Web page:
The numbers for Michael Moore’s Fahrenheit 11/9 are a mixed bag. Compared to Fahrenheit 9/11 (aka the highest-grossing documentary of all time), the numbers are incredibly disappointing, especially given its release in nearly double the theaters in its debut. On the other hand, it’s a documentary that opened to $3 million. Among the 14 other docs that managed that, five of them are behind-the-scenes concert films or musician docs, seven are Disney Nature pieces, and the other two belong to Michael Moore and Bill Maher. Bottom line is that America has been experiencing the Trump show for a couple years now and likely did not want to pay 12 bucks to know who they are already voting for this November.
One thing for sure unlikely to see any votes with critics later this year is Dan Fogelman’s Life Itself (in no way associated with Steve James’ Roger Ebert documentary, which has a 97% Tomatometer score). At 13% on the Tomatometer, it is one of the worst-reviewed wide releases of the year with only Fifty Shades Freed (12%), Peppermint (11%), Slender Man (7%), and Death of a Nation (0%) beating it in the race to last place. This is Amazon Studios’ first wide release, and a $2.1 million start is the worst this year for a debut in over 2,500 theaters. (Fox’s The Darkest Minds was the previous low bar with $5.8 million.) After Amazon paid $10 million for the film and kept it out of Sundance, maybe that means there could be a few less lightning deals for Black Friday this year.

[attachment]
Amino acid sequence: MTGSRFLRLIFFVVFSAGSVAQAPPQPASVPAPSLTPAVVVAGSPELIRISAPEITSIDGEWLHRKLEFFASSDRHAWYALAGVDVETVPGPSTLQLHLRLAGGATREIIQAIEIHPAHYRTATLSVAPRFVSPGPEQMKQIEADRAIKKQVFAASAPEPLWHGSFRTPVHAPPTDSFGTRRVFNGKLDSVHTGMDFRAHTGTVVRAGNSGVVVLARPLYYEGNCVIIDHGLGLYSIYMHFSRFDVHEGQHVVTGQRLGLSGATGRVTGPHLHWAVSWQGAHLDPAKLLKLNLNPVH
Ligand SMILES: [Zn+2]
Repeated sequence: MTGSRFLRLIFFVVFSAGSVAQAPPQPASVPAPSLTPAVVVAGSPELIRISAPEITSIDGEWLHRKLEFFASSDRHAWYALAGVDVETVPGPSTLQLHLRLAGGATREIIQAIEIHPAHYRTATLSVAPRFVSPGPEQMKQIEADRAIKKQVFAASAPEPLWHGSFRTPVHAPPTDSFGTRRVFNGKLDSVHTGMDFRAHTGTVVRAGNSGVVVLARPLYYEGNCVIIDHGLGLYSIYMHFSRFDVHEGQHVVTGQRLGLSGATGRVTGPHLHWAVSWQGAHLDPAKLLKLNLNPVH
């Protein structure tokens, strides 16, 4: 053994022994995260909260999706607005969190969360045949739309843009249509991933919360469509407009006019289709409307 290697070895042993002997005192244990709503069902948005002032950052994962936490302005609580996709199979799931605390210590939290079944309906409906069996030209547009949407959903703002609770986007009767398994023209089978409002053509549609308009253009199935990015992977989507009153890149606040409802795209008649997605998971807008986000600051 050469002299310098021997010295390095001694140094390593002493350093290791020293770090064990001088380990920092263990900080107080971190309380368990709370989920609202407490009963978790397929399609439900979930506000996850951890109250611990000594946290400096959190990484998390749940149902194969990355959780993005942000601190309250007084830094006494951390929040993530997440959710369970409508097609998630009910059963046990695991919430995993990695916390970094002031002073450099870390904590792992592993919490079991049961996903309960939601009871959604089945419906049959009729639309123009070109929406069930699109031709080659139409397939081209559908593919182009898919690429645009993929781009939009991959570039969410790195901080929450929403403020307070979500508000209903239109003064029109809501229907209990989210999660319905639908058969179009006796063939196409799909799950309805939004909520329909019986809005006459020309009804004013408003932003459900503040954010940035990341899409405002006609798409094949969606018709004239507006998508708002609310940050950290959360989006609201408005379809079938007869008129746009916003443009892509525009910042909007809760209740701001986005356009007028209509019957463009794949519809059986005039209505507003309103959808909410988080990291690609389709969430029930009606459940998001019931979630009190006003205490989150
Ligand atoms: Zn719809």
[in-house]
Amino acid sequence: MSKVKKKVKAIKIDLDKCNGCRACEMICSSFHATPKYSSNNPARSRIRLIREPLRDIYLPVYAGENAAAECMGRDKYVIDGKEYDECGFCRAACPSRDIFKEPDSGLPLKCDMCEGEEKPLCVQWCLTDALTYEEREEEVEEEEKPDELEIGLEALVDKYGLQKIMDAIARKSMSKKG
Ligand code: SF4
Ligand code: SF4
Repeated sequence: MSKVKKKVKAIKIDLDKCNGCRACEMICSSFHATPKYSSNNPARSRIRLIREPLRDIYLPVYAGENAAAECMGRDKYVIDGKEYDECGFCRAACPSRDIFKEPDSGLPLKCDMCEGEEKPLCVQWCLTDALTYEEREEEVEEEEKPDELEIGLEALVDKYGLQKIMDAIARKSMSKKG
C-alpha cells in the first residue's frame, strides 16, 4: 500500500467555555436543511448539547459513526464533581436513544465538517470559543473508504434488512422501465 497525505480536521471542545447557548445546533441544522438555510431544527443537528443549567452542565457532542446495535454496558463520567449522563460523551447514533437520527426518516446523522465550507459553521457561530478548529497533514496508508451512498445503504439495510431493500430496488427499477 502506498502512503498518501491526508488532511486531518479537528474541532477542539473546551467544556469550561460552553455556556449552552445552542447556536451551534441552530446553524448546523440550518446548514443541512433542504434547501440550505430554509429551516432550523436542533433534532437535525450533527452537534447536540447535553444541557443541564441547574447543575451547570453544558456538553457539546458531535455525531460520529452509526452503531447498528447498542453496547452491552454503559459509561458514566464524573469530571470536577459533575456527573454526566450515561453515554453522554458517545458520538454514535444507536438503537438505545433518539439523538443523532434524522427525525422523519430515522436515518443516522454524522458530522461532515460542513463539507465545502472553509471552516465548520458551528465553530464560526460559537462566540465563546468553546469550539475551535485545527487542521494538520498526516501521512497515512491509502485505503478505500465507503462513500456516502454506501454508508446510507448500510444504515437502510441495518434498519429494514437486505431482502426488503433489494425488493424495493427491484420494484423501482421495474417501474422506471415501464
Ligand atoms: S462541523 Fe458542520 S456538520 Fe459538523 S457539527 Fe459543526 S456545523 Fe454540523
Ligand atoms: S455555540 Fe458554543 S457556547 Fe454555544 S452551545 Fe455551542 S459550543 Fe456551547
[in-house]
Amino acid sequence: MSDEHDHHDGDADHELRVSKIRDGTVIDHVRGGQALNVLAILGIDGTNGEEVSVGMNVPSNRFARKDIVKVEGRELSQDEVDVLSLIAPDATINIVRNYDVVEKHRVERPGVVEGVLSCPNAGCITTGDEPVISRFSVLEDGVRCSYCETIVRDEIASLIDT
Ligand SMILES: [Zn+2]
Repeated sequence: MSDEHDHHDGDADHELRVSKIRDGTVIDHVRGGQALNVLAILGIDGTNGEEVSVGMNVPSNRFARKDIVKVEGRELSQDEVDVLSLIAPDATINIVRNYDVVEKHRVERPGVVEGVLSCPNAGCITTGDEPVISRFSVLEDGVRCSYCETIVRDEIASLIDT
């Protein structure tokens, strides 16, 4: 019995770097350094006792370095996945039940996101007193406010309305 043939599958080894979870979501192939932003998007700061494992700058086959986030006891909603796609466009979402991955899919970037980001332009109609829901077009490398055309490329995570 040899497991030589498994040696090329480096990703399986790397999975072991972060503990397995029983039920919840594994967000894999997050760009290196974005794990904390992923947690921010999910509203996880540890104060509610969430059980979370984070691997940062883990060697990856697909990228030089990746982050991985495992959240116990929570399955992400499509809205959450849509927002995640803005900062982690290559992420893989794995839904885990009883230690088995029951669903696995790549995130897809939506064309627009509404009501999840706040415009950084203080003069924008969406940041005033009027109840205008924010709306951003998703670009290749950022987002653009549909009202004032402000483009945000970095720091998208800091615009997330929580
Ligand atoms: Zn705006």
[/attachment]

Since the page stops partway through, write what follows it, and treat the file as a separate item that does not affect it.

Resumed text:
Also shelling out $10 million were Neon and its partner, Russo Bros.–led AGBO, who paid as much for Assassination Nation out of Sundance. The provocative internet-message-boards-come-to-life-like film got a 65% Tomatometer score with critics, but only $1 million from audiences with the studio’s first wide release launch in over 1,400 theaters. Thankfully their other Sundance pickup, the documentary Three Identical Strangers, made over $12 million this summer. That is now likely to outgross Michael Moore’s latest.